Figure 2

Materials and Methods

ARMS Plates

Autonomous Reef Monitoring Structures (ARMS) are three dimensional structures consisting of nine 25cm x 25cm settlement plates and a larger base plate which mimic the structure of reef habitat so as to attract and encourage colonization of a variety of marine species (NOAA 2017 and Marraffini et al 2017). For this experiment ARMS were deployed on November 20, 2018 for four months at each North Stradbroke Island site (Figure 3) to assess the abundance, distribution, and competitive and colonization abilities of Didemnum in the Moreton Bay region over the summer period. At Dunwich, three ARMS were mounted upside-down on the underside of One Mile Jetty (27°29’35”S 153°24’11”E), a floating pontoon which fluctuates with tidal motion. Due to the mounting orientation, the ‘top’of the plate which would traditionally be the bottom is denoted by the side oriented towards the surface of the water. This site is frequented by the Stradbroke Flyer ferry which departs from Cleveland, as well as many other irregular vessels. ARMS were retrieved on 13 March, 2019.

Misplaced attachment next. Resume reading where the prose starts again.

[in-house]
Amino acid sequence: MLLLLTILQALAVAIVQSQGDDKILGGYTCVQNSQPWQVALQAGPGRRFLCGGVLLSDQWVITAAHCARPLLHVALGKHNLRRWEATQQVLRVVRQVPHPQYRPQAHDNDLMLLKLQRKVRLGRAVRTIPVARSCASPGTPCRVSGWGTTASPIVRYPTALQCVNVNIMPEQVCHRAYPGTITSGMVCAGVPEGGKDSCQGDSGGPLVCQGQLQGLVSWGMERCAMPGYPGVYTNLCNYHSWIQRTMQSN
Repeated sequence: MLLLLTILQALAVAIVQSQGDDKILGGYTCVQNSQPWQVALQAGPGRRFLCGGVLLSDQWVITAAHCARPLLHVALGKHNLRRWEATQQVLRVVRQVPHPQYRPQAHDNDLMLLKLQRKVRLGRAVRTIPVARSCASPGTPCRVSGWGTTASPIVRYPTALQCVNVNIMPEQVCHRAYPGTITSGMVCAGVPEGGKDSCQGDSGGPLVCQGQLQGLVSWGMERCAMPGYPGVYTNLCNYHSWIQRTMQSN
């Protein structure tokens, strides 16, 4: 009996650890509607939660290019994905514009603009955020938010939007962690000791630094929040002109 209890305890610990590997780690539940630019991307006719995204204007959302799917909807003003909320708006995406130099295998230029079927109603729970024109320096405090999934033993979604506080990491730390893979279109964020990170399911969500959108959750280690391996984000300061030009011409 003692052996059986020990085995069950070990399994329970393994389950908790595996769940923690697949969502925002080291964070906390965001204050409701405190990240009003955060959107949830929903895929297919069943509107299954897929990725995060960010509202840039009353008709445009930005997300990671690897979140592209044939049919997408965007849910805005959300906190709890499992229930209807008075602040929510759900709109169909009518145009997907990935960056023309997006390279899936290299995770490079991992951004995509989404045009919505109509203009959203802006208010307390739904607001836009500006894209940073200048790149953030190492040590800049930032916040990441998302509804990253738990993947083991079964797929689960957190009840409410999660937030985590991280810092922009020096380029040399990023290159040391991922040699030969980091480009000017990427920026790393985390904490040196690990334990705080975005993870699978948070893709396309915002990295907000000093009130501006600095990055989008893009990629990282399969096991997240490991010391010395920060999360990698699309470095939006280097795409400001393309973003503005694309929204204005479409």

At Amity Point, three ARMS were mounted in a similar fashion on the underside of Amity Point Caravan Park Jetty (27°24’05”S 153°26’13”E), a fixed structure so the ARMS depth will fluctuate with tidal movements. This jetty is not accessible to boats, and is primarily utilized for recreational activities including fishing. ARMS were retrieved on 20 March, 2019.

Following collection, each plate was comprehensively photographed on each side in a University of Queensland St Lucia laboratory and logged in the Great Barrier Reef Invertebrates (GBRI) ARMS database prior to further analysis.

Figure 3

Image and Plate Analysis